Trial date is set over embezzling from swim club

AMHERST – A local woman accused of embezzling more than $300,000 from Jasper Valley Swim and Tennis Club over the course of nearly a decade will go on trial in the spring.

The civil case, Jasper Valley Swim and Tennis Club Inc. v. Rebecca McGuire, is scheduled for May 26 in Hillsborough County Superior Court in Manchester. The trial date was set last month, according to court documents.

Jasper Valley’s lawsuit alleges that McGuire, of 30 The Flume, Amherst, embezzled at least $311,501 while serving as the club’s treasurer between 1998 and 2007.

The club is seeking damages, including interest and attorney’s fees, according to its attorney, Brian Cullen, of Nashua. The lawsuit was filed last November.

Cullen said McGuire has filed a legal document denying Jasper Valley’s claims. McGuire’s attorney, Rodkey Craighead, of Manchester, could not be reached for comment.

Despite the alleged theft, Cullen said, the club is in strong financial shape and has overhauled its accounting practices to prevent such problems in the future.

For example, Jasper Valley board President Matt Redd said the club now uses an accounting software called QuickBooks that allows the entire board access to financial information.

“The strength of its membership has helped it to overcome the financial crisis that it faced last year,” wrote Cullen in an e-mail. “Not only have the prior debts been resolved, the members were able to enjoy the pool, with its lifeguards, swim lanes, and child- and adult-friendly swimming throughout the summer, and even managed to resurface some of the tennis courts.”

According to the lawsuit, Jasper Valley supports itself through membership dues and an on-site snack bar. Jasper Valley has about 180 family memberships. It relies on a small group of members to assume posts as directors and officers.

The lawsuit alleges that McGuire transferred money to herself in three different ways.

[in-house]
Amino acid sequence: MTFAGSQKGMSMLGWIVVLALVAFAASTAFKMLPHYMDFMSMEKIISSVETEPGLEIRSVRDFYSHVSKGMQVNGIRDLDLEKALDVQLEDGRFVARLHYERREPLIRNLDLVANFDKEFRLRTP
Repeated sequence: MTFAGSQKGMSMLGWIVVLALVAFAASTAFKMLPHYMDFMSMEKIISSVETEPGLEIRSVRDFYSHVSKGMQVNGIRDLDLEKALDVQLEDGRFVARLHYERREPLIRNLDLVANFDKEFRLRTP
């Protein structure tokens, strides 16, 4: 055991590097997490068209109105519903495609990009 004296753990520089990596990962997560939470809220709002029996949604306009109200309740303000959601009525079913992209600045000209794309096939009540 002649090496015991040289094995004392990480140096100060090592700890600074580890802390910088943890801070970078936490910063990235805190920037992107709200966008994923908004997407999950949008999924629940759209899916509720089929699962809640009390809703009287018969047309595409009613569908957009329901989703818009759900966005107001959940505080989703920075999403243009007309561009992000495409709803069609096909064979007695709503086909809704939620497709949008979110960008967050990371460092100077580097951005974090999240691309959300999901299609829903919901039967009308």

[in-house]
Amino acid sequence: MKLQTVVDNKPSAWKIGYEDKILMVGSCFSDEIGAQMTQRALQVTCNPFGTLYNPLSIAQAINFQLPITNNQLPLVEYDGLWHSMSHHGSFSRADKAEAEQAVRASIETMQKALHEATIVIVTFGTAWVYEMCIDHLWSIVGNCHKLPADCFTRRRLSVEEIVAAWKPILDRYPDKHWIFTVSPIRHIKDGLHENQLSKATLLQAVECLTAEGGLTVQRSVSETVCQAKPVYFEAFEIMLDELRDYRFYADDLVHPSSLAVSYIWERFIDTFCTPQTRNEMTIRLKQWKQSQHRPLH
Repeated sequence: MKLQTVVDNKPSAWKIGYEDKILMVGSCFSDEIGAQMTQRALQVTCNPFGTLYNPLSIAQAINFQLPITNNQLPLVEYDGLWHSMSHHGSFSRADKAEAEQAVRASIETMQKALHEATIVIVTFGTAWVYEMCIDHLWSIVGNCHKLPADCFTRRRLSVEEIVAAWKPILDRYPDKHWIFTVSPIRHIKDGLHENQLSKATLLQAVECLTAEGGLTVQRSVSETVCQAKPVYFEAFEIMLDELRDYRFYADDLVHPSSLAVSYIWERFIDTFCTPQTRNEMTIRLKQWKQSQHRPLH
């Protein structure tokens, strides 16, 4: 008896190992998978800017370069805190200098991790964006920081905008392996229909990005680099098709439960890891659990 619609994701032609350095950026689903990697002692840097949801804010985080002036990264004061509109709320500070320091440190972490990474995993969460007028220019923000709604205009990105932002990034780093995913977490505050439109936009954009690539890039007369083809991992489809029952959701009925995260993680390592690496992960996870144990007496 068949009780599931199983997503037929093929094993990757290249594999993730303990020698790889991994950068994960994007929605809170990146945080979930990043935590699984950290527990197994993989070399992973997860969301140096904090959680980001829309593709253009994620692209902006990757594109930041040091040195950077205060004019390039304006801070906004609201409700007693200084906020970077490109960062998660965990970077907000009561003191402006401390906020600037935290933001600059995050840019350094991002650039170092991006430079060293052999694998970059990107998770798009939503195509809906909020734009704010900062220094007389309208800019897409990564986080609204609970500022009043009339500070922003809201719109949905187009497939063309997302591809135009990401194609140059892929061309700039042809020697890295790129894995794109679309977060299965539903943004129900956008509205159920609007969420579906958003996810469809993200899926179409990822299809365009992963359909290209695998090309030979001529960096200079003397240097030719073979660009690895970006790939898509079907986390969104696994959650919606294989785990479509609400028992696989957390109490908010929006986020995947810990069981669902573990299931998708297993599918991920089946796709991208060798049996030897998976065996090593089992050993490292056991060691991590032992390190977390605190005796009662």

First, she wrote checks from Jasper Valley’s accounts payable directly to people to whom Jasper Valley did not owe money. Second, she transferred money from Jasper Valley’s accounts through checks issued to cash. Third, she transferred money through “debit memos, by which cash could be withdrawn and banker’s checks issued,” according to court papers.

McGuire allegedly wrote checks to herself and to cash often exceeding $20,000 a year, according to court documents.

“By 2003, the defendant had become more brazen still, writing checks directly from JVST accounts to her mortgage and credit card companies,” the club alleges in the lawsuit.

In an example of the first method, the lawsuit states that several checks for nearly $1,000 each were paid to Washington Mutual. While Jasper Valley doesn’t do business with Washington Mutual, the bank holds the mortgage on McGuire’s property.

The Flume is one of the wealthiest neighborhoods in Amherst. McGuire’s home, a 3,694-square-foot, two-story colonial on 5.8 acres, is valued at $689,300, according to town assessing records. McGuire and her husband also own a home on Martha’s Vineyard in Massachusetts assessed at $1,036,900, according to the assessors online database for Edgartown, Mass., which was last updated in April.

The case grew out of the discovery a year ago by Jasper Valley board members that the club had accumulated $45,000 of debt and was arrears on its property taxes, employee wages, insurance premiums and utilities, among other things.

Redd said when he learned of these problems, he turned them over to Amherst police, who discovered even more thefts. Redd said the criminal investigation – which Police Chief Peter Lyon said is still pending – compiled 10 years of records in an organized way, which has helped their civil case.

While Cullen said it often takes a year for civil cases to go to trial, this case was also delayed because McGuire did not initially hire an attorney. However, she now has counsel.